In a new process, a metal insert is partially premolded and then overmolded using conventional technology with traditional plastics used for housings. In the premolding ptocess, conductive paths are affixed in place, and are also tightly sealed in one step. Application targets are sophisticated automotive mechatronic parts such as transmission and brake controls, sensors and plug-in connectors. A key new material is a nonreinforced copolyamide that overmolds the electrical conductive paths in electronic components, ensuring there is no contact with moisture or oil. According to a technical expert at BASF, the material’s developer, the polymer adheres very well to either metals or plastics. To compensate, other sealing methods, such a silicon adhesives or hot melts, were used. Some engineers even precoated metals to improve adhesion
A slew of announcements about new materials and design concepts for transportation have come out of several trade shows focusing on plastics, aircraft interiors, heavy trucks, and automotive engineering. A few more announcements have come independent of any trade shows, maybe just because it's spring.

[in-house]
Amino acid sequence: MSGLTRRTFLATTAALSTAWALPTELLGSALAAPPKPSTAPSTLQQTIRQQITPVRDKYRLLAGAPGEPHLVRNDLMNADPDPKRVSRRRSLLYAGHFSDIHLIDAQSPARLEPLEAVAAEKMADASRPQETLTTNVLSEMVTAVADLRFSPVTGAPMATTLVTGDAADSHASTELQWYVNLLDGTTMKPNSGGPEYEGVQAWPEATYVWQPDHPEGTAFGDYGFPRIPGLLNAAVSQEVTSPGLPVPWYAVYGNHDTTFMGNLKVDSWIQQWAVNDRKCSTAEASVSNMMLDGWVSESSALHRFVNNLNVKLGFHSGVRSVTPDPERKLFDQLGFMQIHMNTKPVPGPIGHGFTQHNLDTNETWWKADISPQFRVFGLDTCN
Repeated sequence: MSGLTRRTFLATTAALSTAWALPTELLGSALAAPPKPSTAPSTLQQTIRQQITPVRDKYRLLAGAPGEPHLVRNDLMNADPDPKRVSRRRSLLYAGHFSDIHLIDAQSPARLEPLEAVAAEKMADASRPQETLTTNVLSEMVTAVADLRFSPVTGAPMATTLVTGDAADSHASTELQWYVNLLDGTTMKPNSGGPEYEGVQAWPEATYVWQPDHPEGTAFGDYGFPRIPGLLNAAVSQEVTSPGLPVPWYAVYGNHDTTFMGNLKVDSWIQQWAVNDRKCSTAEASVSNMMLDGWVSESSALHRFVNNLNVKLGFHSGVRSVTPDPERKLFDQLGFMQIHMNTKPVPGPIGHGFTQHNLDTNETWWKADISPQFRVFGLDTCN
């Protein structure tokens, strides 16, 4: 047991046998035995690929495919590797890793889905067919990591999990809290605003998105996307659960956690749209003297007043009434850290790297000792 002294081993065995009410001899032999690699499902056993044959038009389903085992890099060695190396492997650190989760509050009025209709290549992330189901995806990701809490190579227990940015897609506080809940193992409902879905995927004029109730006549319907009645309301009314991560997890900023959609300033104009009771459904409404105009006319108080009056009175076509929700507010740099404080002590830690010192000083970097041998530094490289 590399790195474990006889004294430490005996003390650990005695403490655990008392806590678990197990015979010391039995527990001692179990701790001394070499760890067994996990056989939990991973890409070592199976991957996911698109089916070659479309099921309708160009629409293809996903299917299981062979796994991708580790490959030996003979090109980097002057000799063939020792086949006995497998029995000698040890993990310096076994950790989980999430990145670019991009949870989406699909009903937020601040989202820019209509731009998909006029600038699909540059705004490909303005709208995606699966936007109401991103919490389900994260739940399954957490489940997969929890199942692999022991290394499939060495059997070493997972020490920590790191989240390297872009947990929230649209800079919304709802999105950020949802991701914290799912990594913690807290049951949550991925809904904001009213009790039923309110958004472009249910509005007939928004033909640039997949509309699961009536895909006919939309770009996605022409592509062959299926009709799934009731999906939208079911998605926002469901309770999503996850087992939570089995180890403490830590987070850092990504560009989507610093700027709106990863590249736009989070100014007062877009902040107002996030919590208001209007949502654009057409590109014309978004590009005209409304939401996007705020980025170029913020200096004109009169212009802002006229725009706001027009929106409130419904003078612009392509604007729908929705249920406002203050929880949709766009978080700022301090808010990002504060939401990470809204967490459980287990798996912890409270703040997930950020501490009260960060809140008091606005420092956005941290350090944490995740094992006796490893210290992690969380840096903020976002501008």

At the JEC Europe 2015 composites show in Paris last month, makers of composite materials, software, and process equipment showed off their latest innovations. This year's show saw some announcements related to automotive applications, but many of the improvements came in the world of aerospace.
The DuPont-sponsored Plastics Industry Trends survey shows engineers want improved performance in a broad range of plastics and better recycling technology. These concerns top even processing enhancements that improve productivity.
Plastics leader SABIC recently announced a global initiative to help its customers take advantage of additive manufacturing (AM) and also advance 3D printing (3DP) technologies in several application areas. The company's plans go way beyond materials, and also include design, processing, and part performance.
A theme that was reflected in several ways at NPE 2015 was the use of 3D printing to assist in, or improve on, injection molding, as well as improvements in 3D printing materials and processes that are making better functional prototypes and end-use parts.
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